How many times this week have you eaten lunch hunched over your desk, crammed in a granola bar on your drive to pick up the kids, or otherwise felt rushed when you were eating? While it seems harmless to multitask your meals, it can actually be incredibly harmful to how your body processes and absorbs nutrients. In fact, being busy while you eat can affect your metabolism, and, over time, can contribute to chronic diseases like leaky gut and IBS.
When we eat, an astounding chemical cascade kicks into gear before we even take our first bite. You’ve experienced this when your mouth starts watering at the mere thought or sight of delicious food.
That’s because our brain is the first step in turning on the digestive system. When it senses that we’re getting ready to eat, it alerts the stomach to begin pumping out hydrochloric acid and tells the mouth to start salivating.
Made mostly of water, our saliva is a magical substance that also contains an enzyme called salivary amylase, which helps us to break down carbs. As we chew, the mechanical digestion of our teeth grinding mixes with the chemical digestion of the amylase and starts digesting our food before we even swallow.
As the food travels down into the stomach, the acid continues the chemical breakdown, while the churning of the stomach continues the mechanical side of the process. Once it’s sufficiently slurried, the broken-down food (called chyme) moves into the small intestine where the acid signals the pancreas to release sodium bicarbonate and enzymes. The chyme is neutralized by sodium bicarbonate and surrounded by digestive enzymes that break it down even further.
As it continues the journey through the small intestine, the chyme gets absorbed into the bloodstream, where the nutrients can go to work in our cells. Anything left over gets sent to the large intestine where it’s eventually excreted.
In a healthy, low-stress person, this process unfolds remarkably well. But let’s take a look at what happens if we’re rushing around instead of taking proper time to sit down and eat.
Without adequate time to get “excited” about eating, the brain doesn’t have a chance to signal the stomach and the salivary glands to kick into action, so the first critical piece of digestion is lost.
The majority of us aren’t chewing very well, either, so we’re missing out on the largest piece of mechanical digestion that’s available to us. When food leaves our mouths too quickly, salivary amylase doesn’t have much time to work its magic, so food gets to our stomach more or less in its whole form.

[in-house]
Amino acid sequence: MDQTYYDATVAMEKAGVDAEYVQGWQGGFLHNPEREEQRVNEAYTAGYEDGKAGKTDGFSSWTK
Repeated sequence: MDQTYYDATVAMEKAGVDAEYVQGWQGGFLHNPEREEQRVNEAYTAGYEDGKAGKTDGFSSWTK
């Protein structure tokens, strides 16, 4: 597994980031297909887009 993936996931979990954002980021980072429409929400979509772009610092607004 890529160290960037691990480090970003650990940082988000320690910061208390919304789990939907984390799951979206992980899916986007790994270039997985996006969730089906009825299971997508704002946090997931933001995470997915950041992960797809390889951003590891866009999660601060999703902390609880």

Because the stomach didn’t get the message from the brain to produce acid, it’s ill-equipped to break down large food particles, which means instead of getting turned into a healthy chyme slurry, food sits around putrefying, rancidifying, and fermenting.
When that happens, we feel the effects: bloating, burping, gas, and reflux are all symptoms of inadequate stomach acid production. Eventually, even if it’s not broken down properly, the food has to make its way into the small intestine. But without the necessary acid to trigger the sodium bicarbonate and enzymes, the still undigested food hits another snag.
As it moves through the rest of the digestive tract, it can’t be adequately absorbed, and ends up continuing to rot as it works its way out of the body. This looks like bloating, gas, and other digestive distress three to five hours after eating, rather than right away.
All in all, it’s not a pretty picture and can eventually contribute to long-term health issues, nutrient deficiencies, and a whole lot of uncomfortable symptoms.
But there’s something we can do to help: deep breathing. Even if we’re busy, we can give our bodies a helping hand by putting ourselves into a state of “rest-and-digest” instead of “fight-or-flight” when we’re eating.
- Before eating, take five deep belly breaths while looking at your food. This sends your body the message that it’s OK to relax and gives the brain a moment to alert the rest of the system that food is on its way.
- Chew well. You should aim for 20 to 30 chews per bite, and your food should resemble the consistency of peanut butter before you swallow. If you have trouble with this, try putting your fork down between bites.
- Eat at a table. As Michael Pollan says, “a desk is not a table.” You should also resist the urge to eat in the car or on the subway. Work to carve out time in your day for relaxed eating. Otherwise, you’ll likely have to carve out time in the future for doctor visits and costly procedures.
- Enjoy what you’re eating. Too often, we’re just eating to eat instead of savoring the experience. You should like what you’re putting into your body.
- If you’re dealing with digestive distress already, try a shot of apple cider vinegar or digestive bitters before you eat. You may also want to experiment with digestive enzymes while your gut is healing.
With a little practice and an eye toward mindfulness, it’s possible to train your body and brain to work in digestive harmony. Trust us: your gut will majorly thank you.